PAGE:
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posted on 1/28/08
Saint Joseph's Students Broaden Horizons by Studying Abroad
Story written for SJC by Publications and Media Relations intern Kathleen Grady
Posted: January 28, 2008
Living in a rapidly changing world means understanding different countries and cultures, especially for college students. Many students have the opportunity to spend a semester studying in a foreign country, fully immersing themselves in another culture. Saint Joseph's College is one school that has a small but growing number of students who take advantage of the chance to study abroad.
Dr. David Dixon, Associate Professor of Political Science, has served as the director of SJC's Study Abroad Program since 2002. He is very pleased to see the number of interested students rising and believes in the value of spending a semester in a foreign country.
"Studying abroad is becoming more essential as the U.S. economy is becoming increasingly interdependent with other economies all over the world," Dixon said. "I'm happy to say that this semester, we are sending more students abroad than during any other semester since I arrived in January 2002."
For the 2008 winter semester, SJC has five students placed in various locations in Europe. Studying in London, England, are junior Nicole Little from Springfield, Ohio, in the fields of biology and chemistry; junior Meghan O'Neill from Chicago Heights, Illinois, in the field of business administration; and senior Taleah Sanford of Peru, Indiana, also in the field of business administration. Nicole Pickens, a sophomore from Lucerne, Indiana, is studying international relations in Wales; and David Santangelo, a junior from Indianapolis, Indiana, is studying English and theater in Grantham, England.
Although the semester has only just begun, the students are already enjoying their new surroundings and absorbing the culture. "It has been quite an experience coming here," Santangelo said. "I'm studying at Harlaxton College about 100 miles from London, but I have already spent a weekend there. I took a tour of Westminster Abbey, visited Big Ben and Buckingham Palace, witnessed the changing of the horse guard at Parliament, and saw the Tower of London and the Tower Bridge. Finally, I went on a tour of Shakespeare's reconstructed Globe Theatre and got to see the site of the original Globe."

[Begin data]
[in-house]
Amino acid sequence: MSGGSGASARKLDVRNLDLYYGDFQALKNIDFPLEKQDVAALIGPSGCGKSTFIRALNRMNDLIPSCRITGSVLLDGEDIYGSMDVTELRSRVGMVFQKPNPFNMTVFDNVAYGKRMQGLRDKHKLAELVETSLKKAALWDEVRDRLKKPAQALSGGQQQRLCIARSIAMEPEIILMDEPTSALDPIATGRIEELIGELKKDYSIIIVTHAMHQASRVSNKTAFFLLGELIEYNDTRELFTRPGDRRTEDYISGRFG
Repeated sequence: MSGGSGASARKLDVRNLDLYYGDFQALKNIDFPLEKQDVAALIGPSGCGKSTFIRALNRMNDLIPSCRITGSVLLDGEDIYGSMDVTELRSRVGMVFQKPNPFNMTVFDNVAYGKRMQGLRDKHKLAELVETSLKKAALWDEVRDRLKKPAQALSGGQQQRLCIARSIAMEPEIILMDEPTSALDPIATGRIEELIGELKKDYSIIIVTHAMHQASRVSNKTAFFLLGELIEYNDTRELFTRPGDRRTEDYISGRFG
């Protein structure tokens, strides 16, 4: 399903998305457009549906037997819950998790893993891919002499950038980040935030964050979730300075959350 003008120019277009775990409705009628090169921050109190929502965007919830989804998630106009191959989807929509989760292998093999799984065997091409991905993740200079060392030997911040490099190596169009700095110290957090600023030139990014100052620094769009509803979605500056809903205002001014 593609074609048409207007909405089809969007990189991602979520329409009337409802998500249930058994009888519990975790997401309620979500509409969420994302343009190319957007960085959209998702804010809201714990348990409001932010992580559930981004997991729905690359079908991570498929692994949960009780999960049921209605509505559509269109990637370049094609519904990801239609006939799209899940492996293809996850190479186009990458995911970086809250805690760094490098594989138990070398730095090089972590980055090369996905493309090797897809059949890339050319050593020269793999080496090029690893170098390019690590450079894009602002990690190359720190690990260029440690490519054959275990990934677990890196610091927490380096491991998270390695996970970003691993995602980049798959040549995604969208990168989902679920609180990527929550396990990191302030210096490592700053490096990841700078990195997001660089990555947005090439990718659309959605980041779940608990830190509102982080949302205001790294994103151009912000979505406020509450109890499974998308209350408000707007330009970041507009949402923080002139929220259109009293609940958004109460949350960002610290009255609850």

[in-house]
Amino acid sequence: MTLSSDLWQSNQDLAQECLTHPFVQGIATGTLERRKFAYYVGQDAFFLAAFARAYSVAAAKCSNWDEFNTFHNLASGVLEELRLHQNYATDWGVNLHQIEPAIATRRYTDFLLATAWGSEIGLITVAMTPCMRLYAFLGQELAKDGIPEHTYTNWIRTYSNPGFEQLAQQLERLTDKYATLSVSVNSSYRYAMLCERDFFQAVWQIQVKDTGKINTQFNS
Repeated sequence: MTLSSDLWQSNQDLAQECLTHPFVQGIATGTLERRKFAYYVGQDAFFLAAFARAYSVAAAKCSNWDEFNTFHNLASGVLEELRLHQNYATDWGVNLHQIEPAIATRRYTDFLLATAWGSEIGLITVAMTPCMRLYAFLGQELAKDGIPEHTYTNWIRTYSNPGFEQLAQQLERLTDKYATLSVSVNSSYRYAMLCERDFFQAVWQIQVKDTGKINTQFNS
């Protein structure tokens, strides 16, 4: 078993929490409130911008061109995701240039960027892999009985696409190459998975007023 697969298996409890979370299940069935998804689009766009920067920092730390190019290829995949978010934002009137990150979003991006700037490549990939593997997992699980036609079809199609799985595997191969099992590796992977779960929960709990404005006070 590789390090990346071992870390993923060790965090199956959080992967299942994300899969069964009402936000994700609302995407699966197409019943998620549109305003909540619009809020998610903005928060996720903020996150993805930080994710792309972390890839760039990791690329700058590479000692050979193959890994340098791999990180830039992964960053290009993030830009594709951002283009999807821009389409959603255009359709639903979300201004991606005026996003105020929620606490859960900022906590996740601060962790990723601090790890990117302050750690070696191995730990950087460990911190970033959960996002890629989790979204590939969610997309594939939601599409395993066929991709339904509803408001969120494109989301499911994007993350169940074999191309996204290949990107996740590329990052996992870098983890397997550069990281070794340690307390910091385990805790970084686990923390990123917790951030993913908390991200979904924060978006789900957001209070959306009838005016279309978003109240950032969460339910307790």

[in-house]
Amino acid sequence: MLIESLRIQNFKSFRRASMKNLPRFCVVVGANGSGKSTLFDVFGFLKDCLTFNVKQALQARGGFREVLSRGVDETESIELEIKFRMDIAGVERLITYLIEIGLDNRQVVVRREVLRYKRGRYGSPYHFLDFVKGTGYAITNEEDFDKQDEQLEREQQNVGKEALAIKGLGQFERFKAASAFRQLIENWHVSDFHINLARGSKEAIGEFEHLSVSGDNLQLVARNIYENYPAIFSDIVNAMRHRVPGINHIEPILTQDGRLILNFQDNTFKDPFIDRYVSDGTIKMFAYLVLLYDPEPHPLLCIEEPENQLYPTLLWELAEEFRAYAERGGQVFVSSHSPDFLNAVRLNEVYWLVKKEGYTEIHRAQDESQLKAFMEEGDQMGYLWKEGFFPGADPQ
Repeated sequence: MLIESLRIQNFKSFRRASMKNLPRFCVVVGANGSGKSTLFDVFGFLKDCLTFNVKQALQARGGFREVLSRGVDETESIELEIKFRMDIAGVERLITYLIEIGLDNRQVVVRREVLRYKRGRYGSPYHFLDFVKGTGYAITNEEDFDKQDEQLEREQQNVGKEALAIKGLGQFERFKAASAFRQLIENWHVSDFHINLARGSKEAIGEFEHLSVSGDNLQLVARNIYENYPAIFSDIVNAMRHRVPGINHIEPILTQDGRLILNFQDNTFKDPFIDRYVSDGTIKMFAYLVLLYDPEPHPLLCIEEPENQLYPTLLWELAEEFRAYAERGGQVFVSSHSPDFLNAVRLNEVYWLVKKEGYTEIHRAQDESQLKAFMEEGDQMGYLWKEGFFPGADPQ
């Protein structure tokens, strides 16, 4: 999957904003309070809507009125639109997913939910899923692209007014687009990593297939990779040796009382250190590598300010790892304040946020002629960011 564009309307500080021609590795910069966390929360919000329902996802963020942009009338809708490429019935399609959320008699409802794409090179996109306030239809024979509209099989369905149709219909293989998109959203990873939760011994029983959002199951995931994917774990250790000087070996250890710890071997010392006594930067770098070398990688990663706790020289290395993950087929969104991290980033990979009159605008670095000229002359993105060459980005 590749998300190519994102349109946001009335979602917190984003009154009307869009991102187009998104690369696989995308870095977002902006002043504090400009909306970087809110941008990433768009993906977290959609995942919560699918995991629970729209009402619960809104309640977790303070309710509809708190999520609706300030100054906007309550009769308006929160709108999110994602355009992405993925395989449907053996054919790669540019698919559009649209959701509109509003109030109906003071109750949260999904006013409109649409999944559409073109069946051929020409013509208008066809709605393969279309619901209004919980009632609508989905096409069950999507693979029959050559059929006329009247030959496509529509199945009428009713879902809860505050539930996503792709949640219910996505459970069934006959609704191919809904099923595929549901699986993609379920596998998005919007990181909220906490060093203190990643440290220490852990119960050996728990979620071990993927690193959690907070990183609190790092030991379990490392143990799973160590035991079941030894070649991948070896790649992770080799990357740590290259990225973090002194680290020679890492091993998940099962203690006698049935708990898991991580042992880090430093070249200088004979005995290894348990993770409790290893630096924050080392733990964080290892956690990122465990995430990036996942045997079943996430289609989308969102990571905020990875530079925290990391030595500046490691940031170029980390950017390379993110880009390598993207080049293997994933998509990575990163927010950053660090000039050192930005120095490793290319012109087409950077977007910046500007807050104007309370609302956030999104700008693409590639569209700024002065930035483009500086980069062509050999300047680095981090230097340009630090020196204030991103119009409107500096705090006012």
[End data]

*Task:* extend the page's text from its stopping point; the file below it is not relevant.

Even Santangelo's living quarters are full of history. "I live with two other guys in Harlaxton Manor," he said. "There are many stairs and passageways, so it is easy to get lost in. I have even found a few secret passages in the manor. It was the home of the Royal Air Force during World War II, and Margaret Thatcher stayed here when she was Prime Minister."
While they are overseas, students are able to pursue their interests outside of academics, as well. "I have an internship at a bank in London," O'Neill said. "I'm also taking a class through London Metropolitan University as well as two other classes through Central College in Pella, Iowa."
Studying abroad is easier than most people might think, according to Dixon. "Any student from any major can participate, and there are no extracurricular requirements or restrictions. The [overseas] cost is also very close to the average [cost at Saint Joseph's]. GPA requirements can vary according to the program, but we usually expect at least a 2.0 average."
There are also outside scholarships available for students wishing to study abroad. Santangelo is one student who won a scholarship from the Harlaxton campus for $2,000, which was applied toward his semester abroad.
For more information on SJC's study abroad program, contact Dixon at firstname.lastname@example.org.
Saint Joseph's College, named a "character-building college" by the Templeton Foundation and a "best Midwestern college" by the Princeton Review, is a four-year, Catholic, liberal arts college offering 74 major, minor, and pre-professional programs. Founded and sponsored by the Missionaries of the Precious Blood, SJC is located in Rensselaer, Indiana, approximately 90 minutes from both Chicago and Indianapolis, on a park-like campus of 180 acres and has an enrollment of over 1,000 students.